The information you openly share online can have a serious effect on your cyber security. The process of social engineering and spear phishing are responsible for over 85% of human error breaches – so whether you share your mobile number and email in your contact information, or simply post an update of a pastime, consider who can see it and whether a malicious actor could use it against you.
If you are unaware of what social engineering is, it is a common method of cyber crime used to gather sensitive information, which can then be used to manipulate an individual through a spear phishing attack – spear phishing being a specifically targeted scam email. If when reading this you think to yourself the common phrase, “There’s nothing about me online,” then think again.
Since the dawn of social media, cyber criminals have revelled in the newfound source which can easily be used to collect the information they need to weave together a fraudulent email. The everyday social media user rarely considers the sensitivity of what they share online or who they openly share it with. Job background, list of friends/family, where you go to the gym, vacation or even your contact information – while it all seems fairly regular for social media, all of this information makes you an easy target of human hacking.
Consider this: you post an update checking in at your gym, a cyber criminal see’s this information due to your account being public or perhaps they’re in your social connections, they then decide to manipulate it. They head to your contact information, find your email, replicate the gym’s email domain and then send you a scam email asking you to confirm your bank details for security purposes. More diligent social media users might be suspicious, but a considerable number might still think nothing of this and happily respond, resulting in their bank details being stolen due to a harmless social update.
While you may consider this an extreme example, it isn’t. From fake bank emails, phoney vacation deals and even a message from an apparent friend in need, malicious actors are successfully scamming people through the process of social engineering and spear phishing day after day. You wouldn’t put all of this information on your front door for passersby to see, so why give it away on social media?
Cyber criminals aren’t how there are painted in the media. Anyone with an electronic device can be a cyber criminal and it isn’t just your bank information that you need to worry about. There is a wide range of social engineering and security risks involved in what you share online. Practical driving test certificate? Motor fraud. Accepting an unknown message? Malware. Checking your child into their school? A major safeguarding risk. These are things that are all too common and are just the tip of the iceberg when it comes to online safety.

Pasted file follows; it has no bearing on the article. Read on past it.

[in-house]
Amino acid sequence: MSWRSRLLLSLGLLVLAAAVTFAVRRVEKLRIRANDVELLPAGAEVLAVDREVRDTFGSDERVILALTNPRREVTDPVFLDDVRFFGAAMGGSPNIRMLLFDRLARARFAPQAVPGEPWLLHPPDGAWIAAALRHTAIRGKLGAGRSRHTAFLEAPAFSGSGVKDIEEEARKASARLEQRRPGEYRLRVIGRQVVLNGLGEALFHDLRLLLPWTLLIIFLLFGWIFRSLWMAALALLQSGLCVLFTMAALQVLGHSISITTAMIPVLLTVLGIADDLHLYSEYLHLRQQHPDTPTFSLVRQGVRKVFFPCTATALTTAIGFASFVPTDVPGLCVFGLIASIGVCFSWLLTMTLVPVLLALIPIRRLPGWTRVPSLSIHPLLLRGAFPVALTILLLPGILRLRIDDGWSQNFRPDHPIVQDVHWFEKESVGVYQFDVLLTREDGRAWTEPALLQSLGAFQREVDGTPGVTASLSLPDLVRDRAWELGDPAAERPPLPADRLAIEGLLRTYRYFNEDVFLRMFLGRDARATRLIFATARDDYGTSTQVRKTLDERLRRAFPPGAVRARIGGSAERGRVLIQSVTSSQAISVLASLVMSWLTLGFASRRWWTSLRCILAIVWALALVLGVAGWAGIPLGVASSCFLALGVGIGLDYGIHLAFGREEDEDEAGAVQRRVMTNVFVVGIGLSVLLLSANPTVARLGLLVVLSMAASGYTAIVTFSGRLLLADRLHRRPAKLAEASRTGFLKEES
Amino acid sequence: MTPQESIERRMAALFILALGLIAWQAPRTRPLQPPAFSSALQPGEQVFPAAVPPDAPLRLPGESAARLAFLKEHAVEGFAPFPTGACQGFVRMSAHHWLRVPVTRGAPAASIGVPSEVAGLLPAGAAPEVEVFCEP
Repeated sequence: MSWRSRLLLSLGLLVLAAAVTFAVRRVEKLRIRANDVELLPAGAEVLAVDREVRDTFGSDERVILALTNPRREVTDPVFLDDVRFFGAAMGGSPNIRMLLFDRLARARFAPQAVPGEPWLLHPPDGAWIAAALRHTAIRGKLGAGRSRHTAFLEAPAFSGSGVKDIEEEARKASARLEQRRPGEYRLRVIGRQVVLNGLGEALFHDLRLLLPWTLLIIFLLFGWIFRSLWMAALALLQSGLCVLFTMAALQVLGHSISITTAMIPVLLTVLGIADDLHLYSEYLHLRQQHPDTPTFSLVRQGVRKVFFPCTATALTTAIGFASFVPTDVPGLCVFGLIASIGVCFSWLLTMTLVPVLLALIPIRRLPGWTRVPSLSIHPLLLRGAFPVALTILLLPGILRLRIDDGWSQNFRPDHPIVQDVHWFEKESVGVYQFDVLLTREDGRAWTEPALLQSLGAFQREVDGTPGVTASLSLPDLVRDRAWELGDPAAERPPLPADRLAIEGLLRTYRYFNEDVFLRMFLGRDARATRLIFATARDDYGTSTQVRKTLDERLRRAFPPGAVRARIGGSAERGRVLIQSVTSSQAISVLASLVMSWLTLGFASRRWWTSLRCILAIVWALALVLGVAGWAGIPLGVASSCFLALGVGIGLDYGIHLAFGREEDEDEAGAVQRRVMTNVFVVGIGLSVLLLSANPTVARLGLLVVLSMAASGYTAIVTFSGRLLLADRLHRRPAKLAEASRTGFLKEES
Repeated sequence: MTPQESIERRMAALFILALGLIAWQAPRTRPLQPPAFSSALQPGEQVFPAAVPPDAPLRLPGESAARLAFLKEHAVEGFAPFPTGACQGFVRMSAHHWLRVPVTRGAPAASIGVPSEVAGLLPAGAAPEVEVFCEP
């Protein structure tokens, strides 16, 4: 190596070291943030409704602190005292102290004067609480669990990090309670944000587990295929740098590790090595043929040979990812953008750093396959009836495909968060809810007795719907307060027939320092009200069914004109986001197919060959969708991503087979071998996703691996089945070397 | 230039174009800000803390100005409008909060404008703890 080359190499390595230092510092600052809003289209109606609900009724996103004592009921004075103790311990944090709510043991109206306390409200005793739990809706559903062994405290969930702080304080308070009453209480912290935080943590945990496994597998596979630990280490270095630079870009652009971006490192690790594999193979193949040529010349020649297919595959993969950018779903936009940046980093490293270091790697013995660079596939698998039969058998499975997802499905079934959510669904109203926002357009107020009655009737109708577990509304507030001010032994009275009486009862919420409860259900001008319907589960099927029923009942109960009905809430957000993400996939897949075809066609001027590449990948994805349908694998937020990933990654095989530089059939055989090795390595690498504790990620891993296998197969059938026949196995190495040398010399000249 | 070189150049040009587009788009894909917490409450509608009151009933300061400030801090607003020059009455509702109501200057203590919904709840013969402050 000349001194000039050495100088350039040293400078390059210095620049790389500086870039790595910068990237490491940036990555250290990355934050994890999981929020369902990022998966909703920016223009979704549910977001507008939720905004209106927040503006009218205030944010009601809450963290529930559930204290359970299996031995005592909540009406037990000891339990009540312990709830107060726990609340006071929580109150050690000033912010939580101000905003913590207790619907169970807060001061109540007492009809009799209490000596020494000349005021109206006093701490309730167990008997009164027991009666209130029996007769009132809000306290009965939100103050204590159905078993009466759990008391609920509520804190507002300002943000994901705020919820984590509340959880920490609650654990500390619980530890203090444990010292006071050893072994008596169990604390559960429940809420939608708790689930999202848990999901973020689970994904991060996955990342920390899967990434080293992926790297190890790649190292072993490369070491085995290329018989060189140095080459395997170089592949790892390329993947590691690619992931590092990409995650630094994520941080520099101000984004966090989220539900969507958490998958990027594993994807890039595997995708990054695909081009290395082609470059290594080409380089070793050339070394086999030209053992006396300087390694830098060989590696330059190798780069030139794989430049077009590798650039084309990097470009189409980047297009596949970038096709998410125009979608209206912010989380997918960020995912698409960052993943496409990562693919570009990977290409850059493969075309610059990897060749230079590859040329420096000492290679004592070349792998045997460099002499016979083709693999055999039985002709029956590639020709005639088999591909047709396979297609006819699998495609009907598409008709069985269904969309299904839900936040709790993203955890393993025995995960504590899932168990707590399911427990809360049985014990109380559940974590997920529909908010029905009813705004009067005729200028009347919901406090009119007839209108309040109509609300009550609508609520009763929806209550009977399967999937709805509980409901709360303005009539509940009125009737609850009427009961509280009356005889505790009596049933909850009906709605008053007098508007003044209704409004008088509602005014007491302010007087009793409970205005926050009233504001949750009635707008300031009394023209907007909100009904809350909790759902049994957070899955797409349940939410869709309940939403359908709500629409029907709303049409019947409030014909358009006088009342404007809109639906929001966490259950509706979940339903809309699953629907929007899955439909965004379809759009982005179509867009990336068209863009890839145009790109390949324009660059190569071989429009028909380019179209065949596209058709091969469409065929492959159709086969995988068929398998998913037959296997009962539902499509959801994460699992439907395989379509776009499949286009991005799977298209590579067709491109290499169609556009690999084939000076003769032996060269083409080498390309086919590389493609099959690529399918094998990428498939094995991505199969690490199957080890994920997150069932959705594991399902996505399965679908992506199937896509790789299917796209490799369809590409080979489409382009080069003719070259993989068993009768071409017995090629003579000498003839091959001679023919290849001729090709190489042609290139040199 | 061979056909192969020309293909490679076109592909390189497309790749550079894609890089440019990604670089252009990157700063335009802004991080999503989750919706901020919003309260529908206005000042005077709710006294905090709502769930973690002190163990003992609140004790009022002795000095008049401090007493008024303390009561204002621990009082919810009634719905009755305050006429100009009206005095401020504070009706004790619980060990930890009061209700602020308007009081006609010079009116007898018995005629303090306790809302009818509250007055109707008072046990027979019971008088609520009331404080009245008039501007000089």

Some general tips to minimise your cyber security risk on social media include:
- Where possible, make your account private – public accounts openly share all of your information with strangers. You never know who is looking at your profile.
- Never include contact information such as your mobile number or email – those that need it, should have it.
- Don’t accept unknown requests and remove any you already have – you should only be connected to people you genuinely know on social media.
- Be cautious of what you share – while some things may seem harmless, it could become a serious cyber security risk if your account is open for everyone to see.
- Turn off your location settings – this goes for your child’s phone and your general phone settings. Criminals are tech savvy and social platforms such as Snapchat allow people to track your exact location if they add you.
- Monitor your child’s electronic devices and where possible, set restrictions – social platforms tend to have age limits which should be followed. Children are vulnerable and should not be permitted to use social media until they are of responsible age.
The same rules and cyber security risks generally apply to businesses. Employers should take the time to educate their workforce on what is acceptable to share and what isn’t. Even the most basic piece of information could pose a risk to your business. If you are unsure which of your employees are vulnerable, Intqual-pro can provide a Spear Phishing Assessment that will identify your overall business risk, as well as departmental or role specific risks.
We can also offer an Executive Digital Footprint Analysis and by taking just a business card our investigative team will replicate social engineer methodology and help an individual to both realise and respond to the cyber threat they present for your organisation.